• This was just a happy, feel-good story. There’s a touch of romance, and the main character is constantly working to improve herself by doing things that make her uncomfortable. While it reads like a coming-of-age story, it seems very relatable to life as a whole (or at least to me, in my late twenties).

My Favorite Lines/Pages

(This book didn’t have page numbers, so I don’t have those for you.)

  • There’s an image at the beginning where Paige goes to school. Across the building there is a banner that says BE AN EXTROVERT, as the artist’s way of showing the pressure Paige is feeling when walking into this world. I liked this because I feel that’s a common pressure, especially for those with social anxiety. I also liked this because (spoiler in white, highlight to read) at the end of the book this image reappeared, but the banner had a new one over it that read BE A PAIGE. (Be yourself! I love that the character grew into herself throughout the book.)
  • “It’s up to me to sculpt myself into who I want to be…”
  • “Okay, so maybe I am self-absorbed. But who isn’t? When someone looks at one of my drawings, it reflects back THEM. Not me.” (This made me laugh because it’s totally true.
  • There’s an image where she’s holding a large heart (representing dating/romance) and is surrounded by banana peels. Like she’s afraid one wrong step will screw everything up.

What I Didn’t Like

  • It was a little cliche. But it the creativity and artistry makes up for that.

In Conclusion

If you’re looking for a beautiful and fun graphic novel about someone discovering themself, this is the book for you.

Find it on: Goodreads | Amazon (affiliate link)

 

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Book Review: Seconds by Bryan Lee O’Malley

Rating: ⭐⭐⭐⭐

Summary

This graphic novel follows Katie, the owner of a restaurant, as she tries to fix the mistakes in her life. Luckily, she finds a way to go back in time and change mistakes – but messing with the past has consequences. Will she finally be able to craft the life she wants? Or will she be even worse off than before?

What I Liked

  • This book is captivating. I planned on reading a hundred pages or so and then going to bed… that did not happen. I read it all in one sitting! I was pulled in by Katie’s story.
  • The story is somewhat unpredictable. For a large part of it I was unable to know what was going to happen next, which was why I kept reading.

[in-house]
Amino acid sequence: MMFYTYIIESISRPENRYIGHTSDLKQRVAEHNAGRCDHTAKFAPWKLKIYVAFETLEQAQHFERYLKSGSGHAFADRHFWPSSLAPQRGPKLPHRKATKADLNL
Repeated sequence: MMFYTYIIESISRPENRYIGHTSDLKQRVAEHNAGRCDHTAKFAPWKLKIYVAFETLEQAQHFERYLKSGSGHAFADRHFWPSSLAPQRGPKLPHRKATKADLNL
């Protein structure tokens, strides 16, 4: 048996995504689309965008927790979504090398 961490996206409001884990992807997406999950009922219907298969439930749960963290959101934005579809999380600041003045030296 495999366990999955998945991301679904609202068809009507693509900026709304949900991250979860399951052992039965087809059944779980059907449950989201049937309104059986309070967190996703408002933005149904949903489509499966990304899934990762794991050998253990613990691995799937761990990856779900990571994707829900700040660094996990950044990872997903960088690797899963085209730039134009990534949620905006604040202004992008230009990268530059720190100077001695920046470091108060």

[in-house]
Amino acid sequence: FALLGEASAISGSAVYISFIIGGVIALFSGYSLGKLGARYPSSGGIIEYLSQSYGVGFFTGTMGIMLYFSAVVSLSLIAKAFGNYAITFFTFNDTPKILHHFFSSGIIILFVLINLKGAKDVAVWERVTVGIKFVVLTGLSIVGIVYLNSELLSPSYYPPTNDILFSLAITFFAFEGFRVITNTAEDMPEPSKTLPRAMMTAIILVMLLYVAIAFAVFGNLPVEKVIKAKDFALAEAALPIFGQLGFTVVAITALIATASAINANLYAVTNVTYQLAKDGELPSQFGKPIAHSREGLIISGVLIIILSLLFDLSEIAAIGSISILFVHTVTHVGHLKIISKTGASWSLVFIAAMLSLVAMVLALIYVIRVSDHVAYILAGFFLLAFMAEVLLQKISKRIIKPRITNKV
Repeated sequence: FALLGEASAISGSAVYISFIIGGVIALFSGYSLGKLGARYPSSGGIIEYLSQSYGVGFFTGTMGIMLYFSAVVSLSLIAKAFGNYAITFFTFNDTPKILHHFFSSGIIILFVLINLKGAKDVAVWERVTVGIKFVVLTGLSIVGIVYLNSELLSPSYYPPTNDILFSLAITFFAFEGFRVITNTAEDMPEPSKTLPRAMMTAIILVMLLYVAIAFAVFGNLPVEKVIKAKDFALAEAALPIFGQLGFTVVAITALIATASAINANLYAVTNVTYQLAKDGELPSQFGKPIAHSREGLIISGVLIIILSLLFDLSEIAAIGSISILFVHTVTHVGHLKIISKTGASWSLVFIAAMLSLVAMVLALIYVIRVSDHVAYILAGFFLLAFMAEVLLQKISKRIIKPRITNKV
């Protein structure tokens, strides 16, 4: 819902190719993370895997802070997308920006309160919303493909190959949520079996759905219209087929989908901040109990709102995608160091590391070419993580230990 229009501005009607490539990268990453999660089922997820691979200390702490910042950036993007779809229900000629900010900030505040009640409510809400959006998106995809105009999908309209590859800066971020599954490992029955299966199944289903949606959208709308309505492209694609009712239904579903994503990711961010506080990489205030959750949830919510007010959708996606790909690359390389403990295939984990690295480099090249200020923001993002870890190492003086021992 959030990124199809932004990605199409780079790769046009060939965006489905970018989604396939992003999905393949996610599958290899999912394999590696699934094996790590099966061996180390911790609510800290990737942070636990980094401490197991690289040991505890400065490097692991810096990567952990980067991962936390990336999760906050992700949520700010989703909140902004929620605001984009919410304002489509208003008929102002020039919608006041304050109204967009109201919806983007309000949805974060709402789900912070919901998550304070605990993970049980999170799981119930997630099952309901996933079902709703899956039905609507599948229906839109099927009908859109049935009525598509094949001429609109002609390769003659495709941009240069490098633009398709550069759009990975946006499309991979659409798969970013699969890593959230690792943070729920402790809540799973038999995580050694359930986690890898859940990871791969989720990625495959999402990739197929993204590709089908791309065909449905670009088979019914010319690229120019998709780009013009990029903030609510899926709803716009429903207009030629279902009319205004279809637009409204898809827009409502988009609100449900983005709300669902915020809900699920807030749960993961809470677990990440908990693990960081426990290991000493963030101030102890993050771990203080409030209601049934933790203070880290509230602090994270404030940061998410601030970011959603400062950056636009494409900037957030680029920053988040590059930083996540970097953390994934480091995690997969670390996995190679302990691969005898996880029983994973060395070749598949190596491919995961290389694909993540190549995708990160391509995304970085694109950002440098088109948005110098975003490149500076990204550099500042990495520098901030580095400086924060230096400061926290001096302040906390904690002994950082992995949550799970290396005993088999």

• It was fun to watch all the different elements of this book weave together. There are a lot of moving pieces in Katie’s life including love interests, business aspirations and dreams, friends, and mysterious happenings around her house.

What I Didn’t Like

  • The ending was perhaps a bit lackluster? Thinking back I’m not sure why I got this feeling at all – perhaps I just wanted to read more of her story, and it was suddenly over.

In Conclusion

If you’re trying to get into graphic novels (like me!) then you’ll enjoy this book.

Find it on: Goodreads | Amazon (affiliate link)

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Book Review: AI Love You Volume 1 by Ken Akamatsu

Rating: ⭐⭐⭐⭐

Summary

This manga (graphic novel) follows Hitoshi, a nerd who isn’t that great at being social. He’s working on an artificial intelligence program when one day, it accidentally comes to life!

What I Liked

  • The concept of bringing a computer program to life was sort of neat, and the whole girlfriend/boyfriend thing didn’t end up being as skeevy as it sounded. It was fun/funny to see thais computer program learn to adapt to normal everyday high school life. (And to see her try to cook!)
  • This manga was originally published in the nineties – back when they used floppy disks! So it was also neat to see a technology-based manga that didn’t take place in modern times.
  • I liked the play on the word “virus” as it means to both computers and humans – there’s an entire chapter based on it.

What I Didn’t Like

  • Although the plot is creative, it didn’t seem incredibly varied. That may just be due to the format not allowing for intense storytelling.

In Conclusion

If you happen to see a copy, it might be worth a read. It’s also for slightly more mature (high school or older) readers.

Find it on: Goodreads | Amazon (affiliate link)